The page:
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UK body calls for 'radical improvement' to mobile and broadband services

Tim Maytom

The head of the UK's National Infrastructure Commission has called for urgent action to tackle poor mobile phone coverage after a new study revealed that 30 per cent of the UK landmass could not send texts or make calls on all four mobile networks.

Lord Adonis has written to the telcoms regulator Ofcom, who carried out the study, urging it to take action on the issue, which also found that 1m UK homes have poor broadband access, and large parts of the UK still have no 4G coverage.

Lord Adonis has criticised the UK's mobile and broadband services in the past, having singled out mobile operators in October when he launched a public consultation in the general state of UK infrastructure. Now, he has called for Ofcom and the government to "put all options on the table" to deal with coverage black spots, including possible legal and regulatory changes.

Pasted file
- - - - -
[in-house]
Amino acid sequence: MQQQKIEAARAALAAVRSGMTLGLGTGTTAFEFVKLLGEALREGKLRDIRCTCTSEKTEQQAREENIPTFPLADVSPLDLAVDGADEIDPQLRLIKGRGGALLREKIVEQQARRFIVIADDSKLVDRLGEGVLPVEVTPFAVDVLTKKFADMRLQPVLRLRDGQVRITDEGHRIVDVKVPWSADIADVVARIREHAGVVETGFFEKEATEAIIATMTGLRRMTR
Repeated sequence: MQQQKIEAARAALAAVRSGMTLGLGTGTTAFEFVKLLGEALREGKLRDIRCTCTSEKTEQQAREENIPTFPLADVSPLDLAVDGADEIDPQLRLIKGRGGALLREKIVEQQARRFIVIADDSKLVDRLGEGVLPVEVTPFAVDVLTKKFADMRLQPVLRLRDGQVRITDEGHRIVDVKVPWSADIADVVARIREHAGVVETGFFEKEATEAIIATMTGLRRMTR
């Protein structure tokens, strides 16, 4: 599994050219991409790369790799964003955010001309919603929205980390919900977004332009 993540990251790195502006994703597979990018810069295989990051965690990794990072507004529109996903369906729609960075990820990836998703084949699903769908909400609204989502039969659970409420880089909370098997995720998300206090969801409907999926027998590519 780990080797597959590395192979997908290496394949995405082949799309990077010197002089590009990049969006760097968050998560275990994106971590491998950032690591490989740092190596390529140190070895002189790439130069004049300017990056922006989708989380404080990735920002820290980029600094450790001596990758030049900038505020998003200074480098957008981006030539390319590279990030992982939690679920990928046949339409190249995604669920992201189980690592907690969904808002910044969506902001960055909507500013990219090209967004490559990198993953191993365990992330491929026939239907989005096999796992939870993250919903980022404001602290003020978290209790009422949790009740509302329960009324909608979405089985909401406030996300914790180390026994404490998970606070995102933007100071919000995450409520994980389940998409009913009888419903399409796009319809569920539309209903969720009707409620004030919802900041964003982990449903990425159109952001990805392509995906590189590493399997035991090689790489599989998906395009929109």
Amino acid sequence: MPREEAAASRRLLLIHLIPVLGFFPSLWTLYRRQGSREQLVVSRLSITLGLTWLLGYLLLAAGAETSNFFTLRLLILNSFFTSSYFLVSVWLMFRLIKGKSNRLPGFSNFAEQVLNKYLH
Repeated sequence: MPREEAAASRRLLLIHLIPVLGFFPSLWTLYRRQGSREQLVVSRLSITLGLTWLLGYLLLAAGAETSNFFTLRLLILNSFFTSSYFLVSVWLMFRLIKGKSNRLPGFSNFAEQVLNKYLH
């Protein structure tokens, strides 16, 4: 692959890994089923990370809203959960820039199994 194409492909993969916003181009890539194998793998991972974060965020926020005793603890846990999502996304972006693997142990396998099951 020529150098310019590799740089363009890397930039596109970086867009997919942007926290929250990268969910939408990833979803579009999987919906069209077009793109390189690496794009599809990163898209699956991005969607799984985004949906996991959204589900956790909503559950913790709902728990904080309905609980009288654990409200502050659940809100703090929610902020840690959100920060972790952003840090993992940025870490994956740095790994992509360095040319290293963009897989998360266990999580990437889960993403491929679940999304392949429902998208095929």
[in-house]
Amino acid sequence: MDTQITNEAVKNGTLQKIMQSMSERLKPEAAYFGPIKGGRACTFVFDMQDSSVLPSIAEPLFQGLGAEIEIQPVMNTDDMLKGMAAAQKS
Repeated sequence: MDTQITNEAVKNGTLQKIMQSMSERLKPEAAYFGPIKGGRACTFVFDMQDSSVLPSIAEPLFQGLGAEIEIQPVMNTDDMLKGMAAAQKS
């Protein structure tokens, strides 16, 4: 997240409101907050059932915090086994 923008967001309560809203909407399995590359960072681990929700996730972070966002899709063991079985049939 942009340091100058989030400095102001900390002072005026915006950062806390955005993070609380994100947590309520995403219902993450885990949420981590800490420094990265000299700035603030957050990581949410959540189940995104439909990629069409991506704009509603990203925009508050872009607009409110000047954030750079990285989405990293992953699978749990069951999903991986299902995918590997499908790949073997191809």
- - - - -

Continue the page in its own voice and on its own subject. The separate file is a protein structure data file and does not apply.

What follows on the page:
"In an age when when access to a mobile signal is regarded as a must-have, it is deplorable that even in areas previously considered to have strong coverage, operators are still delivering such poor services that customers can struggle to make a quick phone call," said Lord Adonis.

"It demonstrates the need for urgent and radical action to tackle this issue immediately, ahead of new mobile spectrum being auctioned and 5G technology being rolled out."

Matt Hancock, minister for digital, agreed with Lord Adonis' assessment, saying that there was a "clear need" for rapid improvements to mobile coverage.

"We've recently removed outdated restictions, giving mobile operators more freedom to improve their networks including hard-to-reach rural areas," said Hancock. "But the industry needs to play its part too through continued investment and improvement in their networks, making sure that customers are not paying for services they don't receive."